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I've Just Been Diagnosed With PCOS - Now What??



So you've just been diagnosed with Polycystic Ovary Syndrome (PCOS), and you have no idea what to do next. You may have been given a leaflet at best, and sent on your merry way. I feel you, as I've been there too!

PCOS is a common hormonal disorder that affects women of reproductive age. It affects 1 in 10 women in their childbearing years, however, despite its prevalence, PCOS remains a widely misunderstood condition, and many women are not diagnosed until they seek fertility treatment. It can cause a range of symptoms, including irregular periods, weight gain, acne, and excess hair growth. PCOS can also lead to long-term health problems such as diabetes and heart disease. In this blog, we will explore what PCOS is, its symptoms, causes, diagnosis, and treatment options. It's a brief overview - but as a nutritionist, I am extremely passionate about treating and managing PCOS, because diet and lifestyle should come first - but you're not always told this...

What is PCOS?

PCOS is a hormonal disorder that affects women of reproductive age. It occurs when a woman's body produces higher than normal levels of male hormones, called androgens. This hormonal imbalance can cause a range of symptoms, including irregular periods, weight gain, acne, and excess hair growth.

PCOS is also associated with insulin resistance, which can lead to high blood sugar levels and an increased risk of developing type 2 diabetes. Women with PCOS are also at higher risk for other health problems, such as heart disease and infertility.

Symptoms of PCOS

The symptoms of PCOS can vary from woman to woman. Some women may have only a few mild symptoms, while others may have more severe symptoms. The most common symptoms of PCOS include:

  • Enlarged ovaries: Your ovaries may contain multiple small “cysts” (these are actually immature follicles), hence the name "polycystic."

  • Irregular periods: Women with PCOS may have irregular periods or no periods at all.

  • Excess hair growth: Women with PCOS may have excess hair growth on their face, chest, stomach, back, or thighs.

  • Acne: Women with PCOS may experience acne or oily skin.

  • Weight gain: Women with PCOS may gain weight or have difficulty losing weight.

  • Dark patches of skin: Women with PCOS may have dark patches of skin on their neck, groin, or under their breasts.

  • Headaches: Women with PCOS may experience headaches, especially during their menstrual cycle.

  • Infertility: PCOS is one of the leading causes of infertility in women.

Causes of PCOS

The exact cause of PCOS is unknown, but it is believed to be related to a combination of genetic and environmental factors. Some of the factors that may contribute to the development of PCOS include:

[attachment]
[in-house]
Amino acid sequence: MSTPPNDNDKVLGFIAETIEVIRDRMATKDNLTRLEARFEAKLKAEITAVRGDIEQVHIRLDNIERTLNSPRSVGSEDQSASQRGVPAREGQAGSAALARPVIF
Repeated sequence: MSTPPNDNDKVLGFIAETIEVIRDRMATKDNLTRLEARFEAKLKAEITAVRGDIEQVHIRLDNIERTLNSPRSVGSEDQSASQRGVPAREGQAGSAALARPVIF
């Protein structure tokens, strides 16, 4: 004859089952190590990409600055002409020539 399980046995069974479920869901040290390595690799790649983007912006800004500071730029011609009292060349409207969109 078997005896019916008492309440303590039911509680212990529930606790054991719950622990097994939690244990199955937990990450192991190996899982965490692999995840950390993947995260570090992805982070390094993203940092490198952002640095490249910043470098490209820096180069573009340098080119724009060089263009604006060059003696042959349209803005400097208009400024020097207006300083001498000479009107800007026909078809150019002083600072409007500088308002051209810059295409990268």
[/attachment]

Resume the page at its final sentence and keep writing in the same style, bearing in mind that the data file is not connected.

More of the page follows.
• Insulin resistance: Insulin resistance occurs when the body is unable to use insulin effectively. This can lead to high blood sugar levels, which can cause the ovaries to produce more androgens.

  • Hormonal imbalance: PCOS is characterised by an imbalance of hormones, including androgens, oestrogen, and progesterone.

  • Inflammation: Inflammation may play a role in the development of PCOS.

  • Genetics: PCOS tends to run in families, suggesting that there may be a genetic component to the condition.

  • Environmental factors: Environmental factors, such as exposure to certain chemicals or toxins, may contribute to the development of PCOS.

Diagnosis of PCOS

Diagnosing PCOS can be challenging because there is no single test that can definitively diagnose the condition. However, your doctors will typically look for a combination of symptoms and will perform physical examinations, take your medical history, and carry out other tests to help diagnose PCOS.

Some of the tests that your doctor may order include:

  • Blood tests: Blood tests can be used to measure hormone levels, including androgens, oestrogen, and progesterone. You can also take an at-home hormone and fertility test, this one by Hertility Health is approved by GPs.

  • Ultrasound: An ultrasound can be used to visualise the ovaries and check for cysts.

  • Glucose tolerance test: A glucose tolerance test can be used to check for insulin resistance.

Treatment of PCOS

There is no cure for PCOS, but there are several treatment options that can help manage the symptoms of the condition. The treatment options for PCOS depend on the specific symptoms and health concerns of each woman.

Some of the treatment options for PCOS include:

  • Diet and lifestyle changes: Diet and lifestyle changes, such as eating a healthy diet, getting regular exercise and managing stress should be the first line of treatment for PCOS

  • Some medications may be suggested such as: Birth control pills and Metformin

  • In severe cases, surgery may be required to remove cysts from the ovaries or to induce ovulation

In conclusion, PCOS is a common hormonal disorder that affects women of reproductive age. It is characterised by high levels of androgens and insulin resistance, which can lead to irregular menstrual cycles, excessive hair growth, and weight gain. While there is no cure for PCOS, the symptoms can be managed with lifestyle changes and medication. If you suspect you have PCOS, it is important to consult with your healthcare provider to receive an accurate diagnosis and develop an effective treatment plan.

If you know you have PCOS and looking for further guidance on how you can manage it, join our ONLINE MASTERCLASS - How to Live Your Best Life With PCOS.







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